Using EMDR to Treat Panic Attacks (and Panic Disorder)
Some Background on Panic Attacks
Panic disorder is a debilitating condition in which a person regularly experiences sudden, unexpected surges of extreme fear, panic, and often a sense of impending doom. These attacks are overwhelming and cause major distress and difficulties in functioning. Often, a person spends immense energy trying to manage the issue, dreading the next attack, and rearranging their lives to avoid triggers and prevent another one from happening. They often feel out of control of their own bodies and just wait for the next one to occur, and this anticipatory anxiety then contributes to the development of more panic attacks.
Panic attacks occur in approximately 11% of the population in the US. They can occur within the context of numerous other mental health conditions such as depressive disorders, anxiety disorders, post-traumatic stress disorder (PTSD), substance use disorders, and a variety of medical conditions. They can be considered expected, as in the case of an identifiable trigger, or unexpected, where there is no obvious trigger or cue at the time of onset.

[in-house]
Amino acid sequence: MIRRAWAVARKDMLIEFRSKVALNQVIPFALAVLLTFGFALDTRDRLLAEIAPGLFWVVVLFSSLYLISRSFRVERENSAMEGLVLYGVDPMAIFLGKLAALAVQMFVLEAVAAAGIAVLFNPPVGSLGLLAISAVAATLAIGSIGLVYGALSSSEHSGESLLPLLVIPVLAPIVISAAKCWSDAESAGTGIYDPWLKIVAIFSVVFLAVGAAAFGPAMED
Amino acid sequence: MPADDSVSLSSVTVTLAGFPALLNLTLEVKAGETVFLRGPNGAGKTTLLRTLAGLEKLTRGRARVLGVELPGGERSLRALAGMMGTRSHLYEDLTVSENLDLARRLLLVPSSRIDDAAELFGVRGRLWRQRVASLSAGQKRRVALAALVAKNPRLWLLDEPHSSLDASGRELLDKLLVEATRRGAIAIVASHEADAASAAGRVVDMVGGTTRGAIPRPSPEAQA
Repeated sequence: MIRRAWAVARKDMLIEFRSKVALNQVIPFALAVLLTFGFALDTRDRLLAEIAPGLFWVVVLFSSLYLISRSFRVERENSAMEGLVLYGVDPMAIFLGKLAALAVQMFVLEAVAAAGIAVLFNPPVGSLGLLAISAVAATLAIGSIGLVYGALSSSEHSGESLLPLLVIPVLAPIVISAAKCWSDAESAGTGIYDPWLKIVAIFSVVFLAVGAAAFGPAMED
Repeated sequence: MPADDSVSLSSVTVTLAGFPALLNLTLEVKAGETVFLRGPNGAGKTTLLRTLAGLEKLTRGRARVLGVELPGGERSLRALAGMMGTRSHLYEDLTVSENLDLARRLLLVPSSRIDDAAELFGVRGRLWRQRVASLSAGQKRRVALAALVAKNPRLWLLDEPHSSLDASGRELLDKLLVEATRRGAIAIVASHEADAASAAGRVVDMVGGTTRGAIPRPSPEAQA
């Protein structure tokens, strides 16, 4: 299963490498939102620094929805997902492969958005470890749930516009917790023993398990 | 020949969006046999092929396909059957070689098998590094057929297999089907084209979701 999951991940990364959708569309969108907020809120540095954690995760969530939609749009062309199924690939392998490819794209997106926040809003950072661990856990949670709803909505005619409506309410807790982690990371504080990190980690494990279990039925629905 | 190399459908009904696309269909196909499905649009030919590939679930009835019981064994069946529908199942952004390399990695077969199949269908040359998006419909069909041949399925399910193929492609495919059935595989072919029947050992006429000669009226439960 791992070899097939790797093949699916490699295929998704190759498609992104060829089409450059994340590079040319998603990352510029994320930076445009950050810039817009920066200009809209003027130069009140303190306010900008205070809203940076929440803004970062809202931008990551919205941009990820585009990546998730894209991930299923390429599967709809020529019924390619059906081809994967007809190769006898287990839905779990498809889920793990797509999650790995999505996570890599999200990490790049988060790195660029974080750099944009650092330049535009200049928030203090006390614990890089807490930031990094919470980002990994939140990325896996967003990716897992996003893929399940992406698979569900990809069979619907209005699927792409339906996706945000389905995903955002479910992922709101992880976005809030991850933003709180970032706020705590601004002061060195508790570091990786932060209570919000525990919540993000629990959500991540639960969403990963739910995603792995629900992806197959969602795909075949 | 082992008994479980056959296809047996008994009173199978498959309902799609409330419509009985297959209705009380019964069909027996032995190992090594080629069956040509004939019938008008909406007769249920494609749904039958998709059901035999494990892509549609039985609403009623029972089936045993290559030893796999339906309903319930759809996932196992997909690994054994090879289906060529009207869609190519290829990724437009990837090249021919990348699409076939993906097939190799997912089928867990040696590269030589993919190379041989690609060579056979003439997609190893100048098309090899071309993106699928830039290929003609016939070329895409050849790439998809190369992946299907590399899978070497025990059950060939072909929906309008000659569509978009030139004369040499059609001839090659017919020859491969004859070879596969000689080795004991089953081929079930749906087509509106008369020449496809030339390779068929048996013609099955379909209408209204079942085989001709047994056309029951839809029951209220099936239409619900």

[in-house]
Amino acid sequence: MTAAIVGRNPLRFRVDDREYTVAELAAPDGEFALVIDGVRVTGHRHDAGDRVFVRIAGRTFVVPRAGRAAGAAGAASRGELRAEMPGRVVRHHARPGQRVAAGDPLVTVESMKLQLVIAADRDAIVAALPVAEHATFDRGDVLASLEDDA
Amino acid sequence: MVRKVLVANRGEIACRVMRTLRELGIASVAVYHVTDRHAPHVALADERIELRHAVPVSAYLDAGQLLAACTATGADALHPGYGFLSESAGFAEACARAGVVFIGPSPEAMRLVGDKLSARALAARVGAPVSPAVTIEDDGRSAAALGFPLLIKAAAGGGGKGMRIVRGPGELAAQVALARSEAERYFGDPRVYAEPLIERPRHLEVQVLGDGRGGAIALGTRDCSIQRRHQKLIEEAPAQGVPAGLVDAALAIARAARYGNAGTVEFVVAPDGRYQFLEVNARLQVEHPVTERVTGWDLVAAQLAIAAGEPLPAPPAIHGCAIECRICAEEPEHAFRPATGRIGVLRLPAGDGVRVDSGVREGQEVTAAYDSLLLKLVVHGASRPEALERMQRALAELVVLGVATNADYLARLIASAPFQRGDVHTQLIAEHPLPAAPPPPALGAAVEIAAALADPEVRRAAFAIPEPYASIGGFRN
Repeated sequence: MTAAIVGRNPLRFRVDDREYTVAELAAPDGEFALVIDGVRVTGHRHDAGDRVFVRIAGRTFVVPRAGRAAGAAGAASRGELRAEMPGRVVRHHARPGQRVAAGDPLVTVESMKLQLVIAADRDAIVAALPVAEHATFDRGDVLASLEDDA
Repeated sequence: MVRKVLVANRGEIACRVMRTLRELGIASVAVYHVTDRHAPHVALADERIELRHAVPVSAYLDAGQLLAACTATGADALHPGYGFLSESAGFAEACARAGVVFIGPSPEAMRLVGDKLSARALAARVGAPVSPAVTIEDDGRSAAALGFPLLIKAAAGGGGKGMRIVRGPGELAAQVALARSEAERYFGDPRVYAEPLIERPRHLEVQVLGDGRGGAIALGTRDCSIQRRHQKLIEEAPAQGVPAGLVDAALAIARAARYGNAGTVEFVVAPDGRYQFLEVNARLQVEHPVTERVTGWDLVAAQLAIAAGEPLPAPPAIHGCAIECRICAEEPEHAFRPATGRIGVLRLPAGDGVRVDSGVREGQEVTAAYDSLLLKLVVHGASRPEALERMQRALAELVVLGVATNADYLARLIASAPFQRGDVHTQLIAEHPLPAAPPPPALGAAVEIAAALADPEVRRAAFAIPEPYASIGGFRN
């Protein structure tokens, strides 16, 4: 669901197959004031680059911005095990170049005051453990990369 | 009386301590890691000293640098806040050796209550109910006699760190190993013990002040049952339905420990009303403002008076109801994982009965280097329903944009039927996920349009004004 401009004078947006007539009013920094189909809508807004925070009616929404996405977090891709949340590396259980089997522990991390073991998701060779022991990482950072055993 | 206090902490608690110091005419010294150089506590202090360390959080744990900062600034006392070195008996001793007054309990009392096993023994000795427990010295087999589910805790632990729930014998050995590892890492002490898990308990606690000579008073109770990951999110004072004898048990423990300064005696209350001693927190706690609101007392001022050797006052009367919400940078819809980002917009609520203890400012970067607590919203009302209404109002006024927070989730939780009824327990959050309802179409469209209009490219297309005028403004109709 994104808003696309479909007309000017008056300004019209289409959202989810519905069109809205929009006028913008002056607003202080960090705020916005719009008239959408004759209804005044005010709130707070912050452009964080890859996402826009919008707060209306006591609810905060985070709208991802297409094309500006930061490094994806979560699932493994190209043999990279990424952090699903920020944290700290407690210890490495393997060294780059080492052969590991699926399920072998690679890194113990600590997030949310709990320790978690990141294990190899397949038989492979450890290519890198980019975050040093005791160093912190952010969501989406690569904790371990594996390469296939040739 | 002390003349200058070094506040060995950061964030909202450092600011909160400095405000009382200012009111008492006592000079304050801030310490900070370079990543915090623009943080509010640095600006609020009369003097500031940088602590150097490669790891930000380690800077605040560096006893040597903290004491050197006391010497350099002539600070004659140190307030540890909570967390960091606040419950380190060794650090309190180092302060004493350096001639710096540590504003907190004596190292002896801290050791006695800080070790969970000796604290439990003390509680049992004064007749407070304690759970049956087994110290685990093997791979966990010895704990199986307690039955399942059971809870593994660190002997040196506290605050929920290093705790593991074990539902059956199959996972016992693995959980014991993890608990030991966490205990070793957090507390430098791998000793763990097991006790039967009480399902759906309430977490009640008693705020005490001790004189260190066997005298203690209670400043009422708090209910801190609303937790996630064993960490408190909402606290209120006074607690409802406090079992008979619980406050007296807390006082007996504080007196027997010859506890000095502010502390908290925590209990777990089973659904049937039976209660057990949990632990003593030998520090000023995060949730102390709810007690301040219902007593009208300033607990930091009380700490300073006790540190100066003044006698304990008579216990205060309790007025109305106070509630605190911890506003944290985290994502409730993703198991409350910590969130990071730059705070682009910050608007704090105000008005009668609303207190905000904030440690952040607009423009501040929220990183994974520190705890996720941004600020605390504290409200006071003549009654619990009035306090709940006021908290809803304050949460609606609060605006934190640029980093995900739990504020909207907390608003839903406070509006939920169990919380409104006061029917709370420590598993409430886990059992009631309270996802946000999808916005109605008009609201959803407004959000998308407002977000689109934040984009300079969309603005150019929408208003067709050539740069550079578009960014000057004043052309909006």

Symptoms of a panic attack can include the following:
- Palpitations, pounding heart, or accelerated heart rate
- Trembling or shaking
- Sensations or shortness of breath or smothering
- Feelings of choking
- Chest pain or discomfort
- Nausea or abdominal distress
- Feeling dizzy, unsteady, light-headed, or faint
- Chills or heat sensations
- Paresthesias (numbness or tingling sensations)
- Dissociative experiences (feelings of unreality or feeling detached from oneself)